Oh, boy, the little misogynist in my head is tempted to say that once again a woman proves she misses the point and ain’t that smart -that’s hardly the right question to ask or to be worried about. Doctors have always made mistakes and given wrong information. The right or better question is can doctors give patients better advice if they consult search engines in tough cases and that study seems to say yes more oftenÂtheyÂcan than not.

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Liiiive!!! Forever!

I’m not ashamed to say that I plan to live forever. And I’m not ashamed to say I’m willing to give calorie restriction a try albeit in a not-very-strict form currently to increase my chances of reaching the escape velocity. New York Mag has a quite decent article on the subject. It’s very reassuring to see some people can be in so good condition when they are over 70 if they just take good care of themselves. Though obviously some people, like Rumsfeld, seem to be able to do that without practising CR. I’d say I can admire people like them. And I want to take good care of myself too. It is just very wrong that taxation forces people who live responsibly to subsidize people who don’t.

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Kids, bullies and cost benefit analysis

Some smart guy someday said that we have to realize that much of what is done in our societies is due to stupidity and ignorance. I think one such stupid policy might be that people in general think kids should not be punished for their misbehaviour as much as adults. You know, kids and teenagers can do all sorts of crimes and they are often barely punished at all. They bully other kids (I guess bullying isn’t even a crime in many cases and places), steal from shops, vandalize places and occasionally do some really horrible things. And they go free in probably most cases as far as I know (they definitely did go free when I was growing up). Sometimes I just have to wonder if we would be better off if we just gave death penalty for even the youngest offenders after they had committed some monstrous acts. This could be a significant benefit for our societies since it is very rare that such people would later turn out to become good citizens and since they are still young societies haven’t yet invested that much money in them which would definitely not remain the case if they were allowed to live like they currently are since kids like that demand more attention and cause havoc at the expense of decent people. Instead of being a bad time for doing something so drastic as sentencing people to death, as people generally seem to believe is the case, childhood might well be the best time to do it.

To be honest, I think my argument is so very persuasive (although I should probably elaborate on it more sometime to counter some common arguments) I have to think the current situation is really due to sheer stupidity. Or worse, it could be possible, that it is in the best interests of some of our worst politicians and leaders, to keep the rotten eggs of our societies alive for various reasons, and that’s why they oppose giving them what they deserve: death.

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The prospect of immortality and its legal consequences

It is the ultimate human desire to live forever. But only recently science has begun to make real progress toward meeting this goal. And in my opinion science and technological progress is the only way to achieve immortality since I’m not religious at all. Optimists, like Ray Kurzweil and Aubrey de Grey, think people like me could be there when the final breakthrough happens.

I do too think it’s a real possibility in my lifetime. However, this belief has some consequences. A rational person who believes he has the chance will try to survive since the utility of a substantially prolonged life could be so great. Some people have definitely put more thought on this subject but I haven’t read anything about one particular idea I have: since murdering a person now is potentially more damaging than ever before, the punishment for murder and related crimes should be going up the more real the prospect of immortality seems. However, it doesn’t seem that is really happening in our societies. Murderers walk free in many cases after spending only few years or decades in prison – so much less than could be considered just. And if we beat aging during the time a murdered person could have lived the murderer might still walk free soon enough and use the cure to survive indefinitely. This is in my opinion totally unacceptable. Our societies are growing more unjust each year. I’d say we have to do something to correct this situation or else evil prevails.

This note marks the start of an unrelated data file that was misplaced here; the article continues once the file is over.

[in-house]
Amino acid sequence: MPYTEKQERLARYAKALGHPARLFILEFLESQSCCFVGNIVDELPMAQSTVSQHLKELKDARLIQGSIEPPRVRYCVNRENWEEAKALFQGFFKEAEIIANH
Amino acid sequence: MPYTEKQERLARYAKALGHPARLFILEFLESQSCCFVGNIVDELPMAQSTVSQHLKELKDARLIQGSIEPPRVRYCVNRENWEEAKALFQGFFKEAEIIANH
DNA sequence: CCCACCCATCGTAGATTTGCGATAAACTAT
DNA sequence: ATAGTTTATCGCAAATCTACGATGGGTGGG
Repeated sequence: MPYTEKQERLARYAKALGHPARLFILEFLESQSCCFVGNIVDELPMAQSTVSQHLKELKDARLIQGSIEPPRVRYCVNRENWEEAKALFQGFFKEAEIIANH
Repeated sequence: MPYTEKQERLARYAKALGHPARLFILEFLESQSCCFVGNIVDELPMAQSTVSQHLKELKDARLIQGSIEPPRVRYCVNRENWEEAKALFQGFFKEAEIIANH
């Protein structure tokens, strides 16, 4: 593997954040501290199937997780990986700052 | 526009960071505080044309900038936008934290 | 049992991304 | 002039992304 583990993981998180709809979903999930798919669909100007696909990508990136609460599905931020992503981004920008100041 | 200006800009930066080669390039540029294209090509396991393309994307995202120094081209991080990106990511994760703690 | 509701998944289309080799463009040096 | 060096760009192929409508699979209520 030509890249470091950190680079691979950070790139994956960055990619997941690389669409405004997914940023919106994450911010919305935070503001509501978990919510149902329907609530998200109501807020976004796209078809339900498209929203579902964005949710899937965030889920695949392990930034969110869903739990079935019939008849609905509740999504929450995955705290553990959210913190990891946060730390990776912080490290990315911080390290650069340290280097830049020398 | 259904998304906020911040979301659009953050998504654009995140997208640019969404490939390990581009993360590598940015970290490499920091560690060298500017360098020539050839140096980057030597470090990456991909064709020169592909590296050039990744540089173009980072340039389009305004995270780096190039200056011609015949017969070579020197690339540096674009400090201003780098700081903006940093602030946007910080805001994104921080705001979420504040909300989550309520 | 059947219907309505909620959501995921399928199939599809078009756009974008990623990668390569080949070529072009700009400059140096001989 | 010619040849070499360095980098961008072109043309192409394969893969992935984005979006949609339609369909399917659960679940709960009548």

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I will not submit, I’ll fight them

Once upon a time I was pretty much like multiculturalists are these days. I thought immigration is in general a good thing for my country. But then I was young and foolish and at a lousy public shool where I had been fed all sorts of propaganda and I did not really know much about immigrants from Muslim countries. I can’t say I still do personally know that much about them but the evidence is mounting against them. The closest thing I have come near those Muslim immigrants was when I served in public jury back in my home country (yeah, I’m an immigrant myself). I saw quite a few Muslims in court back then. At times some of them seemed quite amiable but then again they of course tried to act that way while in trial – and I remember seeing some violent outbursts of anger which betrayed what they truly were: people who had no respect for civilized values. I’d say seeing them helped me realize the threat is real. We should fight to stop their multiplication in our countries and we should stop subsidizing them through welfare and other ways. Read this article by Fjordman if you think otherwise and reconsider your position. And keep your eyes open and think for yourself so you won’t help our downfall.

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Fools stay fools

This woman wasted her money gambling online and now she kinda calls for more government regulation (or at least the BBC spin makes it seem like they do promote it). Now that’s of course what people who have been misled by modern nanny states do, but hey, I just don’t think that’s the smart way to do it. If some people can’t control themselves, then let them suffer the consequences and don’t force other people to pay for the costs of regulation. That course of action should lead to more resources to responsible people and therefore quite likely to the growth of their numbers while the proposed regulation would benefit the sheep population and help it multiply faster. I say no to regulation. Fools should learn to correct their own behaviour or else perish in the long run.